MORTON v. BANK OF THE BLUEGRASS AND TRUST COMPANY

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Court of Appeals of Kentucky.

Shirley MORTON, Individually, and as Executrix of the Estate of James Anthony Morton, Appellant, v. BANK OF THE BLUEGRASS AND TRUST COMPANY;  Standard Life Insurance Company;  Investors Life Insurance Company of North America;  Charles H. Jett Insurance Agency, Inc;  and Southern Financial Insurance, Appellees.

Standard Life Insurance Company and Investors Life Insurance Company of North America, Cross-Appellants, v. Shirley Morton, Individually and as Executrix of the Estate of James Anthony Morton, Cross-Appellee.

Bank of the Bluegrass and Trust Company; and Charles H. Jett Insurance Agency, Inc., Cross-Appellants, v. Shirley Morton, Individually, and as Executrix of the Estate of James Anthony Morton, Cross-Appellee.

Nos. 1998-CA-000018-MR, 1998-CA-000120-MR and 1998-CA-000128-MR.

Decided: September 03, 1999

Before:  BUCKINGHAM, HUDDLESTON, and KNOPF, Judges. M. Austin Mehr,Edward A. Baylous, II, Lexington, for Shirley Morton. Palmer G. Vance, II, Todd S. Page, Lexington, for Southern Financial. Michael R. Moloney (on brief), John G. Rice (argued), Lexington, for Bank of the Bluegrass and Charles Jett Insurance. John G. Irvin, Jr., Lexington, for Standard Life Ins. and Investors Life Ins.

OPINION

This case involves an appeal and two cross-appeals from a judgment and orders of the Fayette Circuit Court which awarded the appellant/cross-appellee, Shirley Morton (Shirley), individually and as executrix of the estate of James Anthony Morton (James), life insurance proceeds but dismissed her claims against the appellees/cross-appellants, Bank of the Bluegrass and Trust Co. (the Bank), Standard Life Insurance Co. (Standard), Investors Life Insurance Co. (Investors), Charles H. Jett Insurance Agency, Inc. (Jett Insurance), and Southern Financial Insurance (Southern) 1 , for misrepresentation, bad faith, breach of fiduciary duty, and violation of the Kentucky Consumer Protection Act. After considering the arguments of counsel and reviewing the record and the applicable law, we affirm in part, reverse in part, and remand.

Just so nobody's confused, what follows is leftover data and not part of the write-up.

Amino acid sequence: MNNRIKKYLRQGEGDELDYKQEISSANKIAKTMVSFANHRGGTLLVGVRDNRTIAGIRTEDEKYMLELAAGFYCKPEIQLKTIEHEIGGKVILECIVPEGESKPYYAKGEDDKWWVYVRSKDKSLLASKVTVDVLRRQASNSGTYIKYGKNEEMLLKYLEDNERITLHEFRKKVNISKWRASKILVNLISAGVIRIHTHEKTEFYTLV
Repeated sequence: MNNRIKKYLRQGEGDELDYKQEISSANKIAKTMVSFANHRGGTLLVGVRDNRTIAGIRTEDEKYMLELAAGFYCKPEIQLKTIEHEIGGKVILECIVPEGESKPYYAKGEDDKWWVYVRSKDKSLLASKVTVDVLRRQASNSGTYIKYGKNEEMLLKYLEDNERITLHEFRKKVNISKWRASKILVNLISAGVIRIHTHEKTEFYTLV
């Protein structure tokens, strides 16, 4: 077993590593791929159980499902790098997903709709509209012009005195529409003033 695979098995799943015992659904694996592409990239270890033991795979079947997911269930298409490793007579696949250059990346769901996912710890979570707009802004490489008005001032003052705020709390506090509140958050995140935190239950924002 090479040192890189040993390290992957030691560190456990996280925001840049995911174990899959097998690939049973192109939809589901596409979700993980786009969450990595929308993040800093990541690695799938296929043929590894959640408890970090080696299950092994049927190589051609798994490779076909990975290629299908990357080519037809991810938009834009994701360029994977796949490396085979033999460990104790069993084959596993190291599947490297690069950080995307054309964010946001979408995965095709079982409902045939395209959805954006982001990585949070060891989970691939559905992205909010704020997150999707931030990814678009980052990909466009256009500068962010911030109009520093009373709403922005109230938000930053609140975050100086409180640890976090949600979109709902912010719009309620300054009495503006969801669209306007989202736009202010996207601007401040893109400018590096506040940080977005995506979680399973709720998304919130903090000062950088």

In 1986, Shirley and her husband, James, received a loan from the Bank which was secured by a mortgage on their home.   The Mortons obtained a group credit life insurance policy issued by Standard in the amount of the loan from the Bank.2 James was the insured under the policy, and upon his death, the policy would pay the Bank the remaining amount due on the mortgage with any remaining money to go to Shirley.   The mortgage, note, and insurance certificate were issued for the duration of one year and were subsequently reestablished each November.3